NYT 3:35 (pannonica)
LAT 2:49 (pannonica)
CS 8:28 (Ade)
BEQ 6:23 (Amy)
Zhouqin Burnikel’s New York Times crossword — pannonica’s write-up
Pervasive as it is, I’m loath to look kindly on a theme based on a commercial venture such as facebook. Among regular clues and in small doses, no problem. Similarly I wouldn’t care for a theme centered on say, Apple or Coca-Cola or Nike.
Nevertheless, here it is. 62a [What the first words in 17-, 29- and 48-Across are] FACEBOOK BUTTONS. I went with … ACTIONS first, and that cost me some solve seconds.
- 17a. [As close as close can be] LIKE WHITE ON RICE. Not a fan of this expression. Further, white is the color in rice, after milling and polishing. Husk, bran, and germ removed.
- 29a. [“How’s it going?,” in Paris] COMMENT ÇA VA.
- 48a. [Stock quotes] SHARE PRICES. Yawn.
Technical point: that trio of options appears under status updates in facebook, but they are represented not as buttons so much as clickable text. I maintain that “actions” would be a more suitable phrasing.
Auxiliary entries: 20a [Log-in info] USER ID, 52a [140-character messages] TWEETS, 66a [Instagram posting] PHOTO.
Long downs: LAKE GENEVA, ALMOND ROCA. Nice.
38d [“American Progress” muralist] SERT. That’s going to scare off some tyro solvers, I should think.
Not thrilled, aesthetically, with both ETD and STD in the same grid.
Odd trivia: 51a [Rapper with a Harvard hip-hop fellowship named in his honor] NAS.
Okay puzzle, perhaps too many abbrevs. and a soupçon too much French in it, but still Monday-appropriate. I just can’t get excited about this one.
Gail Grabowski and Bruce Venzke’s Los Angeles Times crossword — pannonica’s write-up
To start the week, we receive these OPENING WORDS, [Introductory remarks … and, in a different sense, what the ends of 20-, 35- and 42-Across are] (59a).
- 20a. [Place for a brewski] WATERING HOLE.
- 35a. [No longer valid] NULL AND VOID.
- 42a. [Imbalance of income distribution] ECONOMIC GAP.
Solid, simple theme, if a tad dry.
- Relative crosswordese: ELKO, ELHI, UVEA, ALOU, ETS.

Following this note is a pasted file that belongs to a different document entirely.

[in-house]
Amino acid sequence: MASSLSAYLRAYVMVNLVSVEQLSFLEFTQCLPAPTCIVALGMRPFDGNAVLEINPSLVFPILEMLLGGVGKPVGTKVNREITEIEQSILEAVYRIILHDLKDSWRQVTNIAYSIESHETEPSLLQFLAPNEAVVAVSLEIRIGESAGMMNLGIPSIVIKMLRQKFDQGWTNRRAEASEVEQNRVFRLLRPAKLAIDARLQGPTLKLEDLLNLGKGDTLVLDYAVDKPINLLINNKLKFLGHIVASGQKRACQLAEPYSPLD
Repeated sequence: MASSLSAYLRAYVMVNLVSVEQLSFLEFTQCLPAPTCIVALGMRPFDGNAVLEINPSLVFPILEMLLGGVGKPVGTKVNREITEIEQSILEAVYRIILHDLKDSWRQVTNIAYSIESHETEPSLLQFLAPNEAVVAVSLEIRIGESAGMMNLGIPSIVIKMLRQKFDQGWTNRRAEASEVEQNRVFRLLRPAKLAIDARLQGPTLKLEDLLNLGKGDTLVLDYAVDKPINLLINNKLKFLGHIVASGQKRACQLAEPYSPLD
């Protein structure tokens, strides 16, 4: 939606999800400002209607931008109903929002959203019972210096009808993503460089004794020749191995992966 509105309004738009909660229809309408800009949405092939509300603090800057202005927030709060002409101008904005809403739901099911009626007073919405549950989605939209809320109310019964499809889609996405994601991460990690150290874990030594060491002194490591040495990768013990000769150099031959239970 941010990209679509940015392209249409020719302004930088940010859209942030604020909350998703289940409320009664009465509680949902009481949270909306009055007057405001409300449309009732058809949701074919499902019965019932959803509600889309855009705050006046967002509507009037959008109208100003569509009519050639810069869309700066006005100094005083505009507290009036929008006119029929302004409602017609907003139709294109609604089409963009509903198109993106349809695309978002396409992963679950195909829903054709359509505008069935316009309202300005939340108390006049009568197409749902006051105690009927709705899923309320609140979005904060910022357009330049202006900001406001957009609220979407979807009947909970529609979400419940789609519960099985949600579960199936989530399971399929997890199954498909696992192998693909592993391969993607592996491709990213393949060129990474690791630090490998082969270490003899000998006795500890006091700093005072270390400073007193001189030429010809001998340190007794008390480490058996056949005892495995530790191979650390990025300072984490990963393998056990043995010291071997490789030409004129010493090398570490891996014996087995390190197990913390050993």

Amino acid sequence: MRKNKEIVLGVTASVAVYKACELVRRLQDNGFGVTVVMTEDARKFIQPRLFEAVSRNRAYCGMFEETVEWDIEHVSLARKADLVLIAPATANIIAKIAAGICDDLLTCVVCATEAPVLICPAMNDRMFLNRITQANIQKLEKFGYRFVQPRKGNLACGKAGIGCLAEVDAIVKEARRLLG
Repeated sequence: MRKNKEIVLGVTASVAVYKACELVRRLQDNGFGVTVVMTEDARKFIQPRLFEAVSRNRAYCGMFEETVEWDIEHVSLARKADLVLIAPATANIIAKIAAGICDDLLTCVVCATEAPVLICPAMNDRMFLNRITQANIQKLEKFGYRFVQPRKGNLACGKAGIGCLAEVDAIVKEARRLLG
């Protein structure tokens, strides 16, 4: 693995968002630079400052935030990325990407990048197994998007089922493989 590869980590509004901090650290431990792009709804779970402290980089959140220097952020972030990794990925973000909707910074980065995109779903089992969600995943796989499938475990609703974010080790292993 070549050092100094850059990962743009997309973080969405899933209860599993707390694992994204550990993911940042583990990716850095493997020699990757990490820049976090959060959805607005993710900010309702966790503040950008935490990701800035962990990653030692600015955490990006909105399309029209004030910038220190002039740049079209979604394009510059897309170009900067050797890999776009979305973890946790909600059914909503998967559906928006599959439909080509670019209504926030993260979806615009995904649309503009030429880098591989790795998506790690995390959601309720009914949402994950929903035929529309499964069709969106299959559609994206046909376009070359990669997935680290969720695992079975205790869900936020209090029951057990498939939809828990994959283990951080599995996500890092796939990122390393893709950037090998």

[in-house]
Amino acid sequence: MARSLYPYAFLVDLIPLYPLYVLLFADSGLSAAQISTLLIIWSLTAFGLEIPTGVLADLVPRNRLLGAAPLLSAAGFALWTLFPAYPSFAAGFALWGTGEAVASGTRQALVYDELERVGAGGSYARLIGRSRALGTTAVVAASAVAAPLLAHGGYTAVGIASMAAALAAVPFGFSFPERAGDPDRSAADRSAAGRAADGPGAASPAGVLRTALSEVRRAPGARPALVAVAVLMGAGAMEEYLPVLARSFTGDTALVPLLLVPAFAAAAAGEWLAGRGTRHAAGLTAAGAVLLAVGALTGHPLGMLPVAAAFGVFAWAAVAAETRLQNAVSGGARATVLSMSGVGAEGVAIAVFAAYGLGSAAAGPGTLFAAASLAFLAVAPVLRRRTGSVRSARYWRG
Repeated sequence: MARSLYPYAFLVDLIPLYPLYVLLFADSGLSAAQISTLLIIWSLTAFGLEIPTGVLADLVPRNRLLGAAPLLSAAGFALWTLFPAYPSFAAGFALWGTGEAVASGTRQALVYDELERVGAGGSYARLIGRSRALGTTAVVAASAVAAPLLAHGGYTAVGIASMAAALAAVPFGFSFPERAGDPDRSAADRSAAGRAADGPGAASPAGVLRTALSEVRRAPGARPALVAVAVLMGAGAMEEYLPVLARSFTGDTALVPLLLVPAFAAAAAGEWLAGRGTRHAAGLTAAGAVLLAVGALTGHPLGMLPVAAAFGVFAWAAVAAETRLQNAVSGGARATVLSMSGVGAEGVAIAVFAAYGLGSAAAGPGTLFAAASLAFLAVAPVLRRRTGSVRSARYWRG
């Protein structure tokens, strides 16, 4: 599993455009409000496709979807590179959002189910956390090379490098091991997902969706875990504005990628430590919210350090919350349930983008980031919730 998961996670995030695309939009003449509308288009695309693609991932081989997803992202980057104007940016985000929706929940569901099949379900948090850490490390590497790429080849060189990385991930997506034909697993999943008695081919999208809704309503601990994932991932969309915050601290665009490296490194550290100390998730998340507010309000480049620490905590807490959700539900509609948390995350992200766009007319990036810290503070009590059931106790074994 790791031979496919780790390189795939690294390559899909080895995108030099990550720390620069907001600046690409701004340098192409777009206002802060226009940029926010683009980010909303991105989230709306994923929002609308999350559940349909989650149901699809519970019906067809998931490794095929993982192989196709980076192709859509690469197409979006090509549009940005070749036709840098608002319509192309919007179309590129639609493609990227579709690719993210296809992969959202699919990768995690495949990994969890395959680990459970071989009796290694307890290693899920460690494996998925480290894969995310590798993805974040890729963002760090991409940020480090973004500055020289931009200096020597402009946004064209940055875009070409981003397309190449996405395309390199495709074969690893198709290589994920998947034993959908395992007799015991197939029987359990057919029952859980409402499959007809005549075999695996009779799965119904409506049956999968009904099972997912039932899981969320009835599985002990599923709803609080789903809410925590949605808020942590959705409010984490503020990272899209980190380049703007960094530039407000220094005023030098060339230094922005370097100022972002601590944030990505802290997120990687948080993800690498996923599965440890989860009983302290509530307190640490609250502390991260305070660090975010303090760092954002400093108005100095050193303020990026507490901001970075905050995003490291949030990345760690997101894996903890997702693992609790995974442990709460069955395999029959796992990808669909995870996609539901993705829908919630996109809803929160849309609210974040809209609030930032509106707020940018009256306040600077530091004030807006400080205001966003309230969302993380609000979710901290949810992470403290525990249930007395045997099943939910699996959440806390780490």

- Longest non-theme entries are a quartet of downs: AIRGUNS, ONE PAGE [Recommended résumé length] (do not see also 31d [Walgreens rival] CVS), TAIL END, JUJITSU. The last, also rendered as jujutsu, translates approximately as “gentle art”.
- 25a [Scientist Wernher __ Braun] VON. See also 55a [Launched capsule] ROCKET.
- 16a [Main blood vessel] AORTA. 67a [Ore layer] VEIN.
- 14a [Home plate crossings] RUNS, 50d [Crosses home plate] SCORES.
- Really having trouble finding aspects to write about. Can you tell?
Bruce Venzke’s CrosSynergy/Washington Post crossword, “Four Vacation Postcards”—Ade’s write-up
Good morning, crossword fans! It’s the summer, and I’m sure a lot of people, myself included, have some vacation time that they might use during this time of year. (Maybe you’ll use it to attend Lollapuzzoola 8 in New York City in a few weeks?!) Today’s crossword puzzle, brought to us by Mr. Bruce Venzke, offers us four different lines vacationers might use on a postcard to you while they’re having the time of their lives!
- WEATHER IS SUPERB (17A: [First vacation postcard message])
- HAVING A GOOD TIME (27A: [Second vacation postcard message])
- EXTENDED OUR STAY (45A: [Third vacation postcard message])
- WISH YOU WERE HERE (61A: [Final vacation postcard message])
No matter how many times I come across ACHT in a grid, I seem to always put in an O instead of an A at the initial time of entering it in (14A: [German “eight”]). Ach! So just in case you were barely managing today, the grid reminded you twice of it, with EKES (22A: [____ by (barely manages)]) and MADE DO (40D: [Barely managed]). Good thing I did the crossings to NAVE and never came across its clue, or I definitely would have put in ‘apse’ without really thinking (15A: [Church area]). Oh, and I initially, just for a split second, thought that the ZOOT being referenced might be the person the zoot suit is named after (69A: [Sax legend Sims]). I’m a pretty big jazz fan, but I have to familiarize myself on his music. It’s definitely going to be hot where I am, so, wherever you are, make sure you have an ICEE or something to cool you down (2D: [Popular frozen drink]). Good way to start a week of crosswords, even if you wish you were on vacation as this moment.
“Sports will make you smarter” moment of the day: SHAQ (3D: [NBA nickname until 2011]) – Shaquille O’Neal, or SHAQ, appears in so many crossword puzzles that it’s hard to use him in this space for fear of overuse. But just know that the 15-time NBA All-Star and 4-time NBA Champion center who is 7-foot-1 went by many nicknames, and most included the word “big,” like “Big Aristotle”, “Big Daddy”, and the “Big Cactus” (for his time spent with the Phoenix Suns). If he were to know about his nickname being so prevalent in grids, should we also bestow upon him the nickname of “The Big Crossword Puzzle?”
See you all tomorrow, and thank you for your time!
Brendan Quigley’s blog crossword, “Themeless Monday”
Two completely unfamiliar entries for me: